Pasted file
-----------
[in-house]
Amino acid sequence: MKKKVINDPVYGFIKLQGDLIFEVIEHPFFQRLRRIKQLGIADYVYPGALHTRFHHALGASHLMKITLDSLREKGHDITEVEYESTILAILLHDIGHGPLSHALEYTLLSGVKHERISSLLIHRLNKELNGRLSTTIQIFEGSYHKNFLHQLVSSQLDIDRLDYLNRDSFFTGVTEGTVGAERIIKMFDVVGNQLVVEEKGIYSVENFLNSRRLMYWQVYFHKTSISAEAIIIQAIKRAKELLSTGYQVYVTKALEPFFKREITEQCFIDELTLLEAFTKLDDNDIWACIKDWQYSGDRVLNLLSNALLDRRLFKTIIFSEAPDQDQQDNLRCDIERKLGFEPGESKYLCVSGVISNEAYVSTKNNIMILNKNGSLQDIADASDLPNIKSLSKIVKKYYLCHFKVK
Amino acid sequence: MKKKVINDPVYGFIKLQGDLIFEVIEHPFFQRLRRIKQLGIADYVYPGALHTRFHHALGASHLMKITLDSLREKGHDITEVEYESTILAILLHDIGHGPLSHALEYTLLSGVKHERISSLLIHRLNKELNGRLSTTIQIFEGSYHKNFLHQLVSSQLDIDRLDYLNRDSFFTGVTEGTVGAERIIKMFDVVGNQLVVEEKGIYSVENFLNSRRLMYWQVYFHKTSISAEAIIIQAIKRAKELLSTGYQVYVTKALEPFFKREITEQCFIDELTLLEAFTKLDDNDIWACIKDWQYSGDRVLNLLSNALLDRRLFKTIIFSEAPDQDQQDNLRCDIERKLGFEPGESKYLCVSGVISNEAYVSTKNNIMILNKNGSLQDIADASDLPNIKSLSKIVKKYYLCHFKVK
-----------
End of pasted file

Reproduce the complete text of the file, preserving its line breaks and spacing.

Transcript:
[in-house]
Amino acid sequence: MKKKVINDPVYGFIKLQGDLIFEVIEHPFFQRLRRIKQLGIADYVYPGALHTRFHHALGASHLMKITLDSLREKGHDITEVEYESTILAILLHDIGHGPLSHALEYTLLSGVKHERISSLLIHRLNKELNGRLSTTIQIFEGSYHKNFLHQLVSSQLDIDRLDYLNRDSFFTGVTEGTVGAERIIKMFDVVGNQLVVEEKGIYSVENFLNSRRLMYWQVYFHKTSISAEAIIIQAIKRAKELLSTGYQVYVTKALEPFFKREITEQCFIDELTLLEAFTKLDDNDIWACIKDWQYSGDRVLNLLSNALLDRRLFKTIIFSEAPDQDQQDNLRCDIERKLGFEPGESKYLCVSGVISNEAYVSTKNNIMILNKNGSLQDIADASDLPNIKSLSKIVKKYYLCHFKVK
Amino acid sequence: MKKKVINDPVYGFIKLQGDLIFEVIEHPFFQRLRRIKQLGIADYVYPGALHTRFHHALGASHLMKITLDSLREKGHDITEVEYESTILAILLHDIGHGPLSHALEYTLLSGVKHERISSLLIHRLNKELNGRLSTTIQIFEGSYHKNFLHQLVSSQLDIDRLDYLNRDSFFTGVTEGTVGAERIIKMFDVVGNQLVVEEKGIYSVENFLNSRRLMYWQVYFHKTSISAEAIIIQAIKRAKELLSTGYQVYVTKALEPFFKREITEQCFIDELTLLEAFTKLDDNDIWACIKDWQYSGDRVLNLLSNALLDRRLFKTIIFSEAPDQDQQDNLRCDIERKLGFEPGESKYLCVSGVISNEAYVSTKNNIMILNKNGSLQDIADASDLPNIKSLSKIVKKYYLCHFKVK